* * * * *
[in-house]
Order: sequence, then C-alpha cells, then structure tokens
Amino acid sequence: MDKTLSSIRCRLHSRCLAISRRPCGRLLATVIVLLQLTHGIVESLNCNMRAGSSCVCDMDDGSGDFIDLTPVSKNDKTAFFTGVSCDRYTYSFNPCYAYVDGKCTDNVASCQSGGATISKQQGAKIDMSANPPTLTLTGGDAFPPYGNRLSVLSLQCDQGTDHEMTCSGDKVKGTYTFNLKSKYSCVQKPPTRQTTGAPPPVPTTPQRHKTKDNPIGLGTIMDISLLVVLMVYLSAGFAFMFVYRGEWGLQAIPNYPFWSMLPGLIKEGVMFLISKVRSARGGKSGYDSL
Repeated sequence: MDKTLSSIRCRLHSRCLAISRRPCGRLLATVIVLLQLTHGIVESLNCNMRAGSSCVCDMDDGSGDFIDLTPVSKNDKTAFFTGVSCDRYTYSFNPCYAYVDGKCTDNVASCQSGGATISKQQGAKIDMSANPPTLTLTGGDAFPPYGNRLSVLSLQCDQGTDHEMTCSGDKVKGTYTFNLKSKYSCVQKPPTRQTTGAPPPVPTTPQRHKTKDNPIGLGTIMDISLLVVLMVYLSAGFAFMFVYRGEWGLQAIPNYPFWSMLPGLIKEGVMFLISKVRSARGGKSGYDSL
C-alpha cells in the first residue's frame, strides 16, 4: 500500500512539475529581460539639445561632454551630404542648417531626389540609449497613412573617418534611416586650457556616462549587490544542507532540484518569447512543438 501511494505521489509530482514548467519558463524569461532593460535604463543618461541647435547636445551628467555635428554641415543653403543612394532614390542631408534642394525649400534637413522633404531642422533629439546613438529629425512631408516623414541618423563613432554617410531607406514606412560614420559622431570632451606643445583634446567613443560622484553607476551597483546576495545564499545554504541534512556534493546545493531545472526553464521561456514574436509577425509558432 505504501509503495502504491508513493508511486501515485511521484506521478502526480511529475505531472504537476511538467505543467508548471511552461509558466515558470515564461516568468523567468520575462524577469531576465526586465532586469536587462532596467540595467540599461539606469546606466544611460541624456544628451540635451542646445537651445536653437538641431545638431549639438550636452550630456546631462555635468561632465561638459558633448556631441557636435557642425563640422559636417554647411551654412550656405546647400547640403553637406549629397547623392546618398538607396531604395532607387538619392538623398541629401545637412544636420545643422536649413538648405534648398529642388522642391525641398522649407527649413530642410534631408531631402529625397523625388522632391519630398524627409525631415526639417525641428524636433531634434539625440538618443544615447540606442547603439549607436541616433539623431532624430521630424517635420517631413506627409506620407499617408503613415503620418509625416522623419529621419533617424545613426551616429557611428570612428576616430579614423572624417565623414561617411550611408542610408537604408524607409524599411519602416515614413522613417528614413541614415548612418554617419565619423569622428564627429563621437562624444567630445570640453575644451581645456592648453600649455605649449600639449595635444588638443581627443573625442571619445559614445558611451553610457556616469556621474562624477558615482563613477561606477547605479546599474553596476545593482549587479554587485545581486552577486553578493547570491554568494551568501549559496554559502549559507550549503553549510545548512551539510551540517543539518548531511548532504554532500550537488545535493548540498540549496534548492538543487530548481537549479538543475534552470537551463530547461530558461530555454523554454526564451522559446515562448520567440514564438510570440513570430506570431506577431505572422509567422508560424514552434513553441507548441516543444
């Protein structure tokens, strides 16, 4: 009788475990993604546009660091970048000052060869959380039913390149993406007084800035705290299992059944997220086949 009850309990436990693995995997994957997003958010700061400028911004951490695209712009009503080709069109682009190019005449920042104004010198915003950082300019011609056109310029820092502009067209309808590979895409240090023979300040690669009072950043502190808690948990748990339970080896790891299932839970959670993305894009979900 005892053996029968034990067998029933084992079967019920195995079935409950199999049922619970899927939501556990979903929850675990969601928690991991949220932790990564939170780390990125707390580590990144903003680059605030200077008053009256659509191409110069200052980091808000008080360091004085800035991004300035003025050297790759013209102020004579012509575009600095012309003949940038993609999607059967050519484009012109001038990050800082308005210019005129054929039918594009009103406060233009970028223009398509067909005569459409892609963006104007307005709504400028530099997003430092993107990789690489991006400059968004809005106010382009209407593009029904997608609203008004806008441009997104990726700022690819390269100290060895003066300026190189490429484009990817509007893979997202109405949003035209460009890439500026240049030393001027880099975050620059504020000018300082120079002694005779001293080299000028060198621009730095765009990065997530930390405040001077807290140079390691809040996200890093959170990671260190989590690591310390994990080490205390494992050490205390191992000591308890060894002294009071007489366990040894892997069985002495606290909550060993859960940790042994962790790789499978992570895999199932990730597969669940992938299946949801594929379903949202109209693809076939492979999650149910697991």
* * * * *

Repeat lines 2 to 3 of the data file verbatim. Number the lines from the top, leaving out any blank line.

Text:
Order: sequence, then C-alpha cells, then structure tokens
Amino acid sequence: MDKTLSSIRCRLHSRCLAISRRPCGRLLATVIVLLQLTHGIVESLNCNMRAGSSCVCDMDDGSGDFIDLTPVSKNDKTAFFTGVSCDRYTYSFNPCYAYVDGKCTDNVASCQSGGATISKQQGAKIDMSANPPTLTLTGGDAFPPYGNRLSVLSLQCDQGTDHEMTCSGDKVKGTYTFNLKSKYSCVQKPPTRQTTGAPPPVPTTPQRHKTKDNPIGLGTIMDISLLVVLMVYLSAGFAFMFVYRGEWGLQAIPNYPFWSMLPGLIKEGVMFLISKVRSARGGKSGYDSL